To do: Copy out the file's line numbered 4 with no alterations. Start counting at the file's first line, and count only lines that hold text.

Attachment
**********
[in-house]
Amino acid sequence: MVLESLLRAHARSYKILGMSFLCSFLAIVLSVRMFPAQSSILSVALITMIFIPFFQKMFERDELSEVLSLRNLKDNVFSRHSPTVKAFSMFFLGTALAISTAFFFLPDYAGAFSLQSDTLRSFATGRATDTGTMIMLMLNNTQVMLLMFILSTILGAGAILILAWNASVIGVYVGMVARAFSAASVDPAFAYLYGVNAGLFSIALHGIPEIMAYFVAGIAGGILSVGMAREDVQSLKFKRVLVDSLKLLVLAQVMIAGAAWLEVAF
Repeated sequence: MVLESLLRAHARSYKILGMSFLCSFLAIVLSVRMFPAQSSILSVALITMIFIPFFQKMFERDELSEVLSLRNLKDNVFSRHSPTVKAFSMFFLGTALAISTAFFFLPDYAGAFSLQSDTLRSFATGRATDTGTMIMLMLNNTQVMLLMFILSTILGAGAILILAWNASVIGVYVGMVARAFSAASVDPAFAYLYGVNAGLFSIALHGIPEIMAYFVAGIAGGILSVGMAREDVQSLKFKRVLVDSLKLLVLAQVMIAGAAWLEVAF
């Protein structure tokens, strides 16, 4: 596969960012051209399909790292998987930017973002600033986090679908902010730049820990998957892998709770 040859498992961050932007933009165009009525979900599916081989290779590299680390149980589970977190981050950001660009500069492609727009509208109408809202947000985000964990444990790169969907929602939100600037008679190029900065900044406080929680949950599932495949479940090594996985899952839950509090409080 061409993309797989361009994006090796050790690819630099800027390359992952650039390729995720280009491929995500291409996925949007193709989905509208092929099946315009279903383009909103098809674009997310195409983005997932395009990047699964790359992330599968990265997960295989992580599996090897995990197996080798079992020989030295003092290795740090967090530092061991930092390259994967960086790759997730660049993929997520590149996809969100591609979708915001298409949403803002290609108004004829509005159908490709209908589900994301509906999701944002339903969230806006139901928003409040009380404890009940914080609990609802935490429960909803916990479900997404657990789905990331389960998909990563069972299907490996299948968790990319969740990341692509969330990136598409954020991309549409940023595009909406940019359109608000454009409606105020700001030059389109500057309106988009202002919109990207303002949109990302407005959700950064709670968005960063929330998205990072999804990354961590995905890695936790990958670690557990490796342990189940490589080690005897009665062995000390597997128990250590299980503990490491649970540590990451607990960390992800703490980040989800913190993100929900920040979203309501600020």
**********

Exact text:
């Protein structure tokens, strides 16, 4: 596969960012051209399909790292998987930017973002600033986090679908902010730049820990998957892998709770 040859498992961050932007933009165009009525979900599916081989290779590299680390149980589970977190981050950001660009500069492609727009509208109408809202947000985000964990444990790169969907929602939100600037008679190029900065900044406080929680949950599932495949479940090594996985899952839950509090409080 061409993309797989361009994006090796050790690819630099800027390359992952650039390729995720280009491929995500291409996925949007193709989905509208092929099946315009279903383009909103098809674009997310195409983005997932395009990047699964790359992330599968990265997960295989992580599996090897995990197996080798079992020989030295003092290795740090967090530092061991930092390259994967960086790759997730660049993929997520590149996809969100591609979708915001298409949403803002290609108004004829509005159908490709209908589900994301509906999701944002339903969230806006139901928003409040009380404890009940914080609990609802935490429960909803916990479900997404657990789905990331389960998909990563069972299907490996299948968790990319969740990341692509969330990136598409954020991309549409940023595009909406940019359109608000454009409606105020700001030059389109500057309106988009202002919109990207303002949109990302407005959700950064709670968005960063929330998205990072999804990354961590995905890695936790990958670690557990490796342990189940490589080690005897009665062995000390597997128990250590299980503990490491649970540590990451607990960390992800703490980040989800913190993100929900920040979203309501600020």